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That being said democracy will always have problems… want to remove democracy? You can’t… people will never agree to loose a right they have. It can’t work.

The other solution is instead of giving the people the possibility to choose is to only give a person or small group of people the possibility to choose. Those people would depend on what’s being voted. Although that’s not good either. Let’s say we’re voting on getting rid of nuclear. People like you and me often want to stop nuclear because they think it’s dangerous (that’s not my opinion, but anyway) if instead of letting them vote you give the chance only to professionals, they’ll never say it’s dangerous simply because they’d loose their job…

Otherwise instead of putting professionals you put the same people that vote all the time… well you come back to the problem that no one can know everything on every subject.

If anyone doesn’t agree with what I said please tell me I’m always open to hear other points of view thanks!

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This just applies in the best case of politicians. To give you an example, in Germany a (female) family minister was chosen to be head of the military. She has no clue, legit.
However, since a lot of money was spent wrong, we now have the only firearms which can shoot around a corner, since the gun bends when being fired :D


I live in Switzerland and I heard about this vote a few days ago. You made a clear and concise explanation about the situation , good job !
Direct democracy is a topic of major discussion here in Switzerland, some people are against it, others are totally fine with it. In my opinion, I think that Swiss political system is quite amazing and unique. It let people interact directly with the government and even contribute to, by proposing some laws or modifications of pre-existent laws. The only disadvantage I can see and feel (every time we have to vote), is that people tend to vote with their emotions and not “with their brain”. Political parties know that, and they try to influence public opinion with “emotional propaganda” (it’s not really propaganda, but you see what I mean, they just yell what people want to hear). I just think people should be better informed before voting and not always listening to who is screaming loudly what they should vote. Of course, it’s not the case for everyone, but still, mass media and constant audiovisual information is leading to a poor intellectual work during vote time, but this is more of a philosophical question.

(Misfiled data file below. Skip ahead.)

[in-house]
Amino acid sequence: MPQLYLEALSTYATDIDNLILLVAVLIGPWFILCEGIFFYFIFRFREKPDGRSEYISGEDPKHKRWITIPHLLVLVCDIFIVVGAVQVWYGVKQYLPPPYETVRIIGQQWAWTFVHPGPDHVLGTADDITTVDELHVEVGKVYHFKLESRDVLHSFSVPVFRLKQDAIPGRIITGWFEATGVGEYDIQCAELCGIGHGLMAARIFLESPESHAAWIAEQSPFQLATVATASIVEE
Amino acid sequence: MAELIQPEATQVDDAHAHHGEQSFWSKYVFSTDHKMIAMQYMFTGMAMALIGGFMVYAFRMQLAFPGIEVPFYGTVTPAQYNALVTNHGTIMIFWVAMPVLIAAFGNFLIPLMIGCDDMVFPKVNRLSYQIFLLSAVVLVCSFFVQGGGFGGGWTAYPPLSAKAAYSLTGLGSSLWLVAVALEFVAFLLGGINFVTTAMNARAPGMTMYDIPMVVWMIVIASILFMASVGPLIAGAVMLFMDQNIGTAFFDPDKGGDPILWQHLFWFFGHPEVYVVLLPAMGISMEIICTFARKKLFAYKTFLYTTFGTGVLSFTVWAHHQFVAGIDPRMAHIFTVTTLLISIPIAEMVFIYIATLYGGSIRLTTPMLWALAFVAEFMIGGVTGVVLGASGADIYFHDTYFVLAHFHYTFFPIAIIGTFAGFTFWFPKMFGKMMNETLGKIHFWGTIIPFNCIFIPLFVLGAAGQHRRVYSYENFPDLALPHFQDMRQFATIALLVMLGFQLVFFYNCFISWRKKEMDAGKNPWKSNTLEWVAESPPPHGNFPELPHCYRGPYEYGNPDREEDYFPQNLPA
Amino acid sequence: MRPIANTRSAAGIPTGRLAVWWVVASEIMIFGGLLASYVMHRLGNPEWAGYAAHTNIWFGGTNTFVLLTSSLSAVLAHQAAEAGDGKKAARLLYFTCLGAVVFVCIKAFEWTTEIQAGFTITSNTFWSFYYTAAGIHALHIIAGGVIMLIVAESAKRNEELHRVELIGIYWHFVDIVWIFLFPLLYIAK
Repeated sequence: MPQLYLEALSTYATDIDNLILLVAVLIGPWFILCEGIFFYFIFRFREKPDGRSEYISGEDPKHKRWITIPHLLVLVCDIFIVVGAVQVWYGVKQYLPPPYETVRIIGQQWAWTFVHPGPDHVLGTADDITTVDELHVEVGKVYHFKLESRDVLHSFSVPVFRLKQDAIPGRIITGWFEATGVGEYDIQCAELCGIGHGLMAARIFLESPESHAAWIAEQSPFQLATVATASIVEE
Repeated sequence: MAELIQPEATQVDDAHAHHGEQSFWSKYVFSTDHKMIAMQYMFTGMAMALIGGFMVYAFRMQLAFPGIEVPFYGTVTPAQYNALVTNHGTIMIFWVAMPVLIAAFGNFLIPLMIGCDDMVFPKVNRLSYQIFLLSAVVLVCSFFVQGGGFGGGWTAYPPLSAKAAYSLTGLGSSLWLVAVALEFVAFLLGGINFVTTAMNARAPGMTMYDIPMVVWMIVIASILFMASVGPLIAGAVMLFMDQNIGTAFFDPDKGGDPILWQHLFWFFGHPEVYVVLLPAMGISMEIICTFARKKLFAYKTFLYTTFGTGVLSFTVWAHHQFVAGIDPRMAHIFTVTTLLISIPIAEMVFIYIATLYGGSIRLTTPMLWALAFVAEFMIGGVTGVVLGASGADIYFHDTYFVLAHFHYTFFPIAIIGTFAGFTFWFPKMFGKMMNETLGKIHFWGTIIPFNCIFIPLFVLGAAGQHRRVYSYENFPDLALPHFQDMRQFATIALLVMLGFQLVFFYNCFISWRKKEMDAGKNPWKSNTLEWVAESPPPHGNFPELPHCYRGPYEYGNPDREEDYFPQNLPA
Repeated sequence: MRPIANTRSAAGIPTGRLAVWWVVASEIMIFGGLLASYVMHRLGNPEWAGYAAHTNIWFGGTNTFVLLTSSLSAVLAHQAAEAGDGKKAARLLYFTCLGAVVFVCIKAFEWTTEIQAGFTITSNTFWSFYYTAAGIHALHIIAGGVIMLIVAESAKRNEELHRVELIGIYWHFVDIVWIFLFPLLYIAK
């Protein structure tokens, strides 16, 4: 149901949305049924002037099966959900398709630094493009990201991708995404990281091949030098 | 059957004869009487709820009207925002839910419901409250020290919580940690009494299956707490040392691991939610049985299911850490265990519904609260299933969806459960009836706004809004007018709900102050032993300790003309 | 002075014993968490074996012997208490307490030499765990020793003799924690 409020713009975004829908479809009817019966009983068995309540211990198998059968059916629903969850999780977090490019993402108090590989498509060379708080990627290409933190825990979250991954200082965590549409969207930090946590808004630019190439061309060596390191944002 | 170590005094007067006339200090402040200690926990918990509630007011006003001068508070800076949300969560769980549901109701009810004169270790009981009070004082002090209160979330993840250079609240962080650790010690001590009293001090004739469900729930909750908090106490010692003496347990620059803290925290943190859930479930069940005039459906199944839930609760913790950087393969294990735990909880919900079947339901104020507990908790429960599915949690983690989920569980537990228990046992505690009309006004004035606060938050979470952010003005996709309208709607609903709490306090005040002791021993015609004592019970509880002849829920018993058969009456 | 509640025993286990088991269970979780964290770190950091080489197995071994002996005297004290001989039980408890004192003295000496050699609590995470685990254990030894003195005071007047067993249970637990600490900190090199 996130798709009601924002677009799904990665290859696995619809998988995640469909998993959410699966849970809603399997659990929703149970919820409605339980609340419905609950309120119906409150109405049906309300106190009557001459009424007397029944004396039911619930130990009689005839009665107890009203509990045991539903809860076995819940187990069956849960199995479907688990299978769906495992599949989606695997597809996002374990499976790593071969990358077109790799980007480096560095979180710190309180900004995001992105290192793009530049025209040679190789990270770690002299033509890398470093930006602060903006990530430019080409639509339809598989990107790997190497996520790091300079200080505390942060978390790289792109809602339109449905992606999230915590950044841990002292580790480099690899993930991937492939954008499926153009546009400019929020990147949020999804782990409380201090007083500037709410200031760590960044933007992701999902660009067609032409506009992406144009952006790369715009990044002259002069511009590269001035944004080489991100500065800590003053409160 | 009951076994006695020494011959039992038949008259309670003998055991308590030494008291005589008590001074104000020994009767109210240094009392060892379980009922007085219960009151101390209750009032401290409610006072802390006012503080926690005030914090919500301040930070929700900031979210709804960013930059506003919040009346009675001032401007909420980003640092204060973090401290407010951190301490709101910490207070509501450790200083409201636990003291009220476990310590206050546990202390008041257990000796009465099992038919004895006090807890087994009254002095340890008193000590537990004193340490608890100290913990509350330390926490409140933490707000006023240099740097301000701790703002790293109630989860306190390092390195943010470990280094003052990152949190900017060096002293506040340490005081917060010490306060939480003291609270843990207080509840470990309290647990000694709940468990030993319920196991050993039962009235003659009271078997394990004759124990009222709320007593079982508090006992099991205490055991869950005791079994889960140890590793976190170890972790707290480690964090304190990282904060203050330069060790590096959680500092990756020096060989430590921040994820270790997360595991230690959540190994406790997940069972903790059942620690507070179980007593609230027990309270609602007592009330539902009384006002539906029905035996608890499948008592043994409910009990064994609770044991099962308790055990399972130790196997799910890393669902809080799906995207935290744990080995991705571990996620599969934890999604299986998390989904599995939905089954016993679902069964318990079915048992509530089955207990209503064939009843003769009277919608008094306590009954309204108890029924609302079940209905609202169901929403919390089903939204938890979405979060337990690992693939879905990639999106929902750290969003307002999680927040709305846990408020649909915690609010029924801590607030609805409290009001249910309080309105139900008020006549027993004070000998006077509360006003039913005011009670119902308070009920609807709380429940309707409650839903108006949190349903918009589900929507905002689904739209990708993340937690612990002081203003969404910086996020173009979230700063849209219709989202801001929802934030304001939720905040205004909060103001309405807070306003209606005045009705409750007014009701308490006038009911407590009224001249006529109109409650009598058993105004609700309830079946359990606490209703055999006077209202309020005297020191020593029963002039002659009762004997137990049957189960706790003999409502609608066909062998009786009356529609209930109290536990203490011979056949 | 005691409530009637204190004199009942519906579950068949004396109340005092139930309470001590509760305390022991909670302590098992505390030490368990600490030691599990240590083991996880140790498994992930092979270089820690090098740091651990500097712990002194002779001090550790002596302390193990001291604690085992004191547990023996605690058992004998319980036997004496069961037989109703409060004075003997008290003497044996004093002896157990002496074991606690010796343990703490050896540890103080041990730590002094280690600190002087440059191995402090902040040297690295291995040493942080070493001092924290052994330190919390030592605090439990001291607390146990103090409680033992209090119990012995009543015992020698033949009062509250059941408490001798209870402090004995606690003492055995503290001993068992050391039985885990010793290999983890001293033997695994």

About the Swiss Air Force vote, the situation is about to be confusing. The parliament wants to spend 8 billion to buy 30 new jet fighters + a ground-air defence system. The chosen jets are the following:

  1. Gripen
  2. Rafale
  3. Eurofighter Typhoon
  4. Super Hornet
  5. F-35
    As you said, the Ethiopian Airlines Flight incident has led to a poor popular opinion about the air security, as the French and Italians had to do the Swiss job. The main issue is that people want this money to be better used somewhere else. What they don’t understand, is that 8 billion can’t really fix some other problem in the country (like health insurance or elderly insurance). Plus, people ask themselves, does Switzerland really need this amount of air force to protect this tiny territory? Is (political)war still the same as fifty years ago? Can air force protect the citizens against ground terrorism?
    All those questions make the vote hard to decide, but the discussions about it are interesting ! Personally, it’s think the Eurofighter would do the job just fine.